Tattershall Castle rises proudly from the flat Lincolnshire fens and a trip up the winding staircase to the battlements at the top will be rewarded with views right across the beautiful Lincolnshire countryside to Boston in one direction and Lincoln in the other.

Built of brick in an era of stone, this fortified manor is one of the earliest and the finest surviving example of medieval brickwork.

The castle gates opened for the first time this year on 16th February and there are plenty of activities and events planned to help visitors explore the iconic building.

This month you can try your hand at being a Lord or Lady of the manor for the day, with a family-friendly trail, themed children’s crafts, hobby horse races, squire training and have-a-go archery, or you can spend the day learning how archery helped put food on the medieval table.

At the ‘From Dangerous to Delicious – archery, hunting and medieval food’ event on 25th May you can meet the Wolfshead Bowmen, hear about hunting techniques and test your skills with a longbow.

Taking residence all weekend, the Wolfshead Bowmen re-enact medieval life and include have-a-go archery, talks on weaponry and hunting as well as archery displays each day.

In June at the Medieval Falconry Weekend you will be transported back to the ‘golden age of falconry’ with Raphael Historic Falconry watching these historically accurate birds swoop and soar, and learn all about hawking in Lord Cromwell’s time.

The first castle was built in 1231 when Robert de Tateshale received a licence from King Henry III to build a crenellated manor house out of stone at Tattershall. His castle consisted of a great hall, kitchens, gatehouse and a chapel defended by a curtain wall and surrounded by a single moat.

But when the castle passed to Ralph, 3rd Baron Cromwell, early in the fifteenth century on his elevation to Treasurer of England in 1433 he upgraded his small ancestral seat into an opulent home and with his newfound wealth and position he commissioned the Great Tower, the Stables, the Kitchens and the Guardhouse.

The inner moat was enlarged and an outer moat added, allowing for more space to house the increased number of servants and retainers needed to run the castle together with increasing the site’s defensive ability.

In 1643 a big part of the castle was destroyed or damaged during the Civil War and after the King’s defeat Parliament ordered the demolition of the entire castle.

But after the Earl of Lincoln appealed to Parliament to leave the Great Tower intact, the demolition order was overlooked.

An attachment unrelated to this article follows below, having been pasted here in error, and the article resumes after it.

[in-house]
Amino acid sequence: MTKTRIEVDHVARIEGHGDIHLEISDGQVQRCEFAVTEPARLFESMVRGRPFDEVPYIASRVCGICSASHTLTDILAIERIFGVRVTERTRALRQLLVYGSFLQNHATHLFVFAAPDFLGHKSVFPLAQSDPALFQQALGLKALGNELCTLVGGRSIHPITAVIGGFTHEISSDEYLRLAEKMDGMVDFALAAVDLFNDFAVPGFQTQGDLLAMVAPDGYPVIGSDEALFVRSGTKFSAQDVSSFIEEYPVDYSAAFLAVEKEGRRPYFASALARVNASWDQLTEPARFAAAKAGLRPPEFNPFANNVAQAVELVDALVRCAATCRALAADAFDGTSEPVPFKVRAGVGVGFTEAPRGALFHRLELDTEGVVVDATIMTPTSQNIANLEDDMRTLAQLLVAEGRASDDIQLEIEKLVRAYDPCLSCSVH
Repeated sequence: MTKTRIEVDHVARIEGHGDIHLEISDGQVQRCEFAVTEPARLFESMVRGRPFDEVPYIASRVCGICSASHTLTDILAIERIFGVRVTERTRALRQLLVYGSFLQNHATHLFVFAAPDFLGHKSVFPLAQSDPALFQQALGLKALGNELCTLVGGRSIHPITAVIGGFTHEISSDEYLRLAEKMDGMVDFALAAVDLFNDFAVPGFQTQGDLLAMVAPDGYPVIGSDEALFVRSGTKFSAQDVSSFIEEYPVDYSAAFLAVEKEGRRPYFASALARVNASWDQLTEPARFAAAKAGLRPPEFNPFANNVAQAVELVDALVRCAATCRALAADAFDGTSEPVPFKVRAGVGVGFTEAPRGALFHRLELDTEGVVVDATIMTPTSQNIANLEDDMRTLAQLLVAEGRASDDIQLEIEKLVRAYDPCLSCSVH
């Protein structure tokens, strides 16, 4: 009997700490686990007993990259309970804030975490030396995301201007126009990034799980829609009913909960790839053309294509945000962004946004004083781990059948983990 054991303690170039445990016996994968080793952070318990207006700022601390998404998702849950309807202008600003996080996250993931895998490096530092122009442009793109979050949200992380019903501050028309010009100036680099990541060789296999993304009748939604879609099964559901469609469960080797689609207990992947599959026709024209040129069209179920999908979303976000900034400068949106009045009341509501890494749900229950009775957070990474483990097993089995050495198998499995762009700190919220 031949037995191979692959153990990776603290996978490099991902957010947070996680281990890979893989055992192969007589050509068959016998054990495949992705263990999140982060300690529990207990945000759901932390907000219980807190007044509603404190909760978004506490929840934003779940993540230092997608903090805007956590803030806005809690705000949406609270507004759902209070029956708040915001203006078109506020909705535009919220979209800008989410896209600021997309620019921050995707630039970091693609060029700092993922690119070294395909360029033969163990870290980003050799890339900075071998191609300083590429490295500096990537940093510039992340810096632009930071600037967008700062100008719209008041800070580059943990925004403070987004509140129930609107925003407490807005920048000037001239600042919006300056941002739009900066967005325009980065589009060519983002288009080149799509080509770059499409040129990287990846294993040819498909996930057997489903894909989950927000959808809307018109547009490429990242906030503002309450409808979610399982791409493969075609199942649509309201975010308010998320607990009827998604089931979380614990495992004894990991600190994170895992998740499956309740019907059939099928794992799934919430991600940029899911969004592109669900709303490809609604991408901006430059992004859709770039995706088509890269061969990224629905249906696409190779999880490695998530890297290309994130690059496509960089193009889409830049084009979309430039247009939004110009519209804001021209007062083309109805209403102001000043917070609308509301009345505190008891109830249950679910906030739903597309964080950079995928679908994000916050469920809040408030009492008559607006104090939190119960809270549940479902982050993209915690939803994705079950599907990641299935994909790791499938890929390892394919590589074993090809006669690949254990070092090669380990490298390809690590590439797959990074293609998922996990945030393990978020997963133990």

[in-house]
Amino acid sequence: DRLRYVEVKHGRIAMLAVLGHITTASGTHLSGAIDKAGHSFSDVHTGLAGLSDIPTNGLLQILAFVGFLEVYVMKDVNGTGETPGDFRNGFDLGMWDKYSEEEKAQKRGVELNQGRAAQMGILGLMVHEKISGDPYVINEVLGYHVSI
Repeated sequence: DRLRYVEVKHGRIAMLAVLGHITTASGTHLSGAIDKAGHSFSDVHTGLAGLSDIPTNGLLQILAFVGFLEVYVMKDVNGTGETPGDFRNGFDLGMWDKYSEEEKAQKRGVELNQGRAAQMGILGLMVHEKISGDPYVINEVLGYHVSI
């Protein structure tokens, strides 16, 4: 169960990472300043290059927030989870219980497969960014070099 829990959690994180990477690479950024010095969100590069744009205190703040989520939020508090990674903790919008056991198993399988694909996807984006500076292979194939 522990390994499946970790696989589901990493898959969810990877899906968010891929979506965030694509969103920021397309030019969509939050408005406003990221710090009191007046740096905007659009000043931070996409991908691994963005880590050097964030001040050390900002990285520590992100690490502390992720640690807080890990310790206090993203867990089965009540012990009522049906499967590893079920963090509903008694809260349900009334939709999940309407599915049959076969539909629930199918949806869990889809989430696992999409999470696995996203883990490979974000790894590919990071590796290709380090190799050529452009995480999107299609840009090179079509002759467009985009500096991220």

However, when he died in 1693, it passed to the Fortesque family who never lived in the castle, so it was abandoned and became derelict. All the floors collapsed, the window glass fell out, the moats were filled in and the ground floor of the Great Tower was used as a cattle shed.

The castle became a popular tourist destination as a Romantic Ruin and in 1910 it was sold to an American consortium which ripped out and sold the fireplaces to an American collector to raise additional funds.

In 1911 Lord Curzon of Kedleston was asked to help save the castle from destruction and deportation so he bought it and, guided by the principles of the Society for the Protection of Ancient Buildings, he reinstated the fireplaces, restored the buildings and excavated the moats.

In August 1914 the castle was opened as a visitor attraction and when Lord Curzon died in 1925 the property was bequeathed to the National Trust. The castle has remained open to visitors ever since.

The village of Tattershall may well be inland but it can boast its own little beach and caravan holiday park which is regarded as one of the most attractive resorts in the county.

Tattershall Lakes Country Park, which is located in the shadow of the historic castle and planned around a country park with fishing, jet and water ski lakes, introduced its own beach area in 2014 and it has proved a hit with holiday-makers ever since.

The site was bought by Away Resorts in 2010 and considerable investments were made in enhancing the site and adding in a purpose-built leisure complex with pool, gym and sauna. And it hasn’t rested on its laurels, having invested another £5.25m to make the park even more attractive to holiday-makers this season.

A new skyline bar, splash zone, larger beach and more accommodation have all been added to the park.

CEO Carl Castledine said exciting times were afoot at Tattershall Lakes.

“We embarked on another significant investment programme in the autumn developing three new facilities for holiday-makers to enjoy this year,” he said.

“We know our beach area has been extremely popular, particularly last year when the weather was absolutely beautiful, so we have developed and expanded it to make a larger beach for everybody to enjoy.

“There is a new fantastic indoor Splash Zone with the most exciting water experiences around.”

The skyline bar is located upstairs above the new Splash Zone in the open air, with a canopy and outdoor heating and epic views right the way across the water-ski lake. The new Splash Zone will be a welcome addition to the other facilities, which include a high ropes course, introduced last year to great success.

Copies of the print, 15in x 12in, can be purchased from the artist. Contact John Bangay at email: john@englishheritageartist.co.uk